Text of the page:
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Article: Canopy and litter ant assemblages share similar climate-species density relationships

TitleCanopy and litter ant assemblages share similar climate-species density relationships
Authors
KeywordsGlobal diversity gradients
Formicidae
Species richness
Issue Date2010
Citation
Biology Letters, 2010, v. 6, n. 6, p. 769-772 How to Cite?
AbstractTropical forest canopies house most of the globe's diversity, yet little is known about global patterns and drivers of canopy diversity. Here, we present models of ant species density, using climate, abundance and habitat (i.e. canopy versus litter) as predictors. Ant species density is positively associated with temperature and precipitation, and negatively (or non-significantly) associated with two metrics of seasonality, precipitation seasonality and temperature range. Ant species density was significantly higher in canopy samples, but this difference disappeared once abundance was considered. Thus, apparent differences in species density between canopy and litter samples are probably owing to differences in abundance-diversity relationships, and not differences in climate-diversity relationships. Thus, it appears that canopy and litter ant assemblages share a common abundance-diversity relationship influenced by similar but not identical climatic drivers. © 2010 The Royal Society.
Persistent Identifierhttp://hdl.handle.net/10722/205742
ISSN
2015 Impact Factor: 2.823
2015 SCImago Journal Rankings: 1.890
ISI Accession Number ID

 

DC FieldValueLanguage
dc.contributor.authorWeiser, Michael D.-
dc.contributor.authorSanders, Nathan J.-
dc.contributor.authorAgosti, Donat-
dc.contributor.authorAndersen, Alan N.-
dc.contributor.authorEllison, Aaron M.-
dc.contributor.authorFisher, Brian L.-
dc.contributor.authorGibb, Heloise-
dc.contributor.authorGotelli, Nicholas J.-
dc.contributor.authorGove, Aaron D.-
dc.contributor.authorGross, Kevin-
dc.contributor.authorGuénard, Benoît S.-
dc.contributor.authorJanda, Milan-
dc.contributor.authorKaspari, Michael E.-
dc.contributor.authorLessard, Jean Philippe-
dc.contributor.authorLongino, John T.-
dc.contributor.authorMajer, Jonathan D.-
dc.contributor.authorMenke, Sean B.-
dc.contributor.authorMcGlynn, Terrence P.-
dc.contributor.authorParr, Catherine L.-
dc.contributor.authorPhilpott, Stacy M.-
dc.contributor.authorRetana, Javier Retana-
dc.contributor.authorSuarez, Andrew V.-
dc.contributor.authorVasconcelos, Heraldo Heraldo-
dc.contributor.authorYanoviak, Stephen P.-
dc.contributor.authorDunn, Robert R.-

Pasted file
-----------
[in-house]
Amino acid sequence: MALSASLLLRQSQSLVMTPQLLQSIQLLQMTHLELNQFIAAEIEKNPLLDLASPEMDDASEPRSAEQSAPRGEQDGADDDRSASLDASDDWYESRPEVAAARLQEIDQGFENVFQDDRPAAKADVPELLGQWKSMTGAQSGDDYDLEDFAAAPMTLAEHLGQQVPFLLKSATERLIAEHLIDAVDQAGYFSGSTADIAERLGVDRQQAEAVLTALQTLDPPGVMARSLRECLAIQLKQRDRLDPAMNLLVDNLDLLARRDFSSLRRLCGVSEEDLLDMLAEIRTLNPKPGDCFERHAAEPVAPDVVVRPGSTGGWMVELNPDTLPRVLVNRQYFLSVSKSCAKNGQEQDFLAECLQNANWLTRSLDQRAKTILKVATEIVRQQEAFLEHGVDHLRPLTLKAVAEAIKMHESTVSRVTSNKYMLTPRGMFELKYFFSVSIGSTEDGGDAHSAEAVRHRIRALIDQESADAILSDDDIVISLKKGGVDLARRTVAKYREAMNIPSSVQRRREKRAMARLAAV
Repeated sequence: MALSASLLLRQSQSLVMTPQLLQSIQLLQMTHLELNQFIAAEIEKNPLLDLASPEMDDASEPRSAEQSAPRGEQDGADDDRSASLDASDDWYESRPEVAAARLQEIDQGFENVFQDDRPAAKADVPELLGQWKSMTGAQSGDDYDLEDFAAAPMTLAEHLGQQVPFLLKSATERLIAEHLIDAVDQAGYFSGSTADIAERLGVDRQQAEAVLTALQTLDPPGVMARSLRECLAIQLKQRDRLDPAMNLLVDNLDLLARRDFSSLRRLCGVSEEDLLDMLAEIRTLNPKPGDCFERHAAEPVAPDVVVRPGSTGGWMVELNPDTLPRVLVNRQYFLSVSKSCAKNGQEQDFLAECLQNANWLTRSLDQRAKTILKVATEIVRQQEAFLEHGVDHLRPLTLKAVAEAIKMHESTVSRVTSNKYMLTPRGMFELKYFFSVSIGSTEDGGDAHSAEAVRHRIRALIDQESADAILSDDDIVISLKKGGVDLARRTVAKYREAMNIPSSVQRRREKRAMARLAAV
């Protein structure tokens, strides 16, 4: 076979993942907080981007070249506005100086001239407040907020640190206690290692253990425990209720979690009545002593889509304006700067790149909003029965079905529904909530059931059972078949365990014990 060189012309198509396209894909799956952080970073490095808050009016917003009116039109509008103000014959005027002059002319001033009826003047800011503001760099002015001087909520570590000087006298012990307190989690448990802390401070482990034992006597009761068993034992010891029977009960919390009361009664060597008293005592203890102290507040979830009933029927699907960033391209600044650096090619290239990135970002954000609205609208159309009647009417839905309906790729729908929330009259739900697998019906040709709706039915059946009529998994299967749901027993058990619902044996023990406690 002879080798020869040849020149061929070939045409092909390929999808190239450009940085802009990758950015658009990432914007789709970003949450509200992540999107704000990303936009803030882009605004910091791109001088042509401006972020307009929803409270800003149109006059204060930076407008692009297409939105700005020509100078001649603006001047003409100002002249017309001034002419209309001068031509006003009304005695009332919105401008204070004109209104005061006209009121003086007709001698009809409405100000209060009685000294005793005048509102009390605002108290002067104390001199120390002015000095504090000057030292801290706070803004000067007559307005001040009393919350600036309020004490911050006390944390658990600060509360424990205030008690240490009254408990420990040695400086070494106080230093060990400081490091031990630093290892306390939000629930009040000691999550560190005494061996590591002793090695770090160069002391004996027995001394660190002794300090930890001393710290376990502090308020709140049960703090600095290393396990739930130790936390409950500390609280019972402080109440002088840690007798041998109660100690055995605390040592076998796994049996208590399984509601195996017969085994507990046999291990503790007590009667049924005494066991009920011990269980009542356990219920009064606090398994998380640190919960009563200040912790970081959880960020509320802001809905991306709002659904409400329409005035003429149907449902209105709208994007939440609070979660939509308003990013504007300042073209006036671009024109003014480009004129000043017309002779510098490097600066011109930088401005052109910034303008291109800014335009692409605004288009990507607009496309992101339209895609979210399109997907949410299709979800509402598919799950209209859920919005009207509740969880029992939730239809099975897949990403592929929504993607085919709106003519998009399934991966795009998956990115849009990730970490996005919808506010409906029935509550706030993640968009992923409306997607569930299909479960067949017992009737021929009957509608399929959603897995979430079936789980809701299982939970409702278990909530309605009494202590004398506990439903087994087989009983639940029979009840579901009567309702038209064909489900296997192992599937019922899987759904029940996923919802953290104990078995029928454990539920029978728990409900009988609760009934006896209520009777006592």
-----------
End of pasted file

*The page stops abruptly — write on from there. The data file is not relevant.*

dc.date.accessioned2014-10-06T08:02:17Z-
dc.date.available2014-10-06T08:02:17Z-
dc.date.issued2010-
dc.identifier.citationBiology Letters, 2010, v. 6, n. 6, p. 769-772-
dc.identifier.issn1744-9561-
dc.identifier.urihttp://hdl.handle.net/10722/205742-
dc.description.abstractTropical forest canopies house most of the globe's diversity, yet little is known about global patterns and drivers of canopy diversity. Here, we present models of ant species density, using climate, abundance and habitat (i.e. canopy versus litter) as predictors. Ant species density is positively associated with temperature and precipitation, and negatively (or non-significantly) associated with two metrics of seasonality, precipitation seasonality and temperature range. Ant species density was significantly higher in canopy samples, but this difference disappeared once abundance was considered. Thus, apparent differences in species density between canopy and litter samples are probably owing to differences in abundance-diversity relationships, and not differences in climate-diversity relationships. Thus, it appears that canopy and litter ant assemblages share a common abundance-diversity relationship influenced by similar but not identical climatic drivers. © 2010 The Royal Society.-
dc.languageeng-
dc.relation.ispartofBiology Letters-
dc.subjectGlobal diversity gradients-
dc.subjectFormicidae-
dc.subjectSpecies richness-
dc.titleCanopy and litter ant assemblages share similar climate-species density relationships-
dc.typeArticle-
dc.description.naturelink_to_subscribed_fulltext-
dc.identifier.doi10.1098/rsbl.2010.0151-
dc.identifier.pmid20462885-
dc.identifier.scopuseid_2-s2.0-78649884769-
dc.identifier.volume6-
dc.identifier.issue6-
dc.identifier.spage769-
dc.identifier.epage772-
dc.identifier.eissn1744-957X-
dc.identifier.isiWOS:000284104000014-

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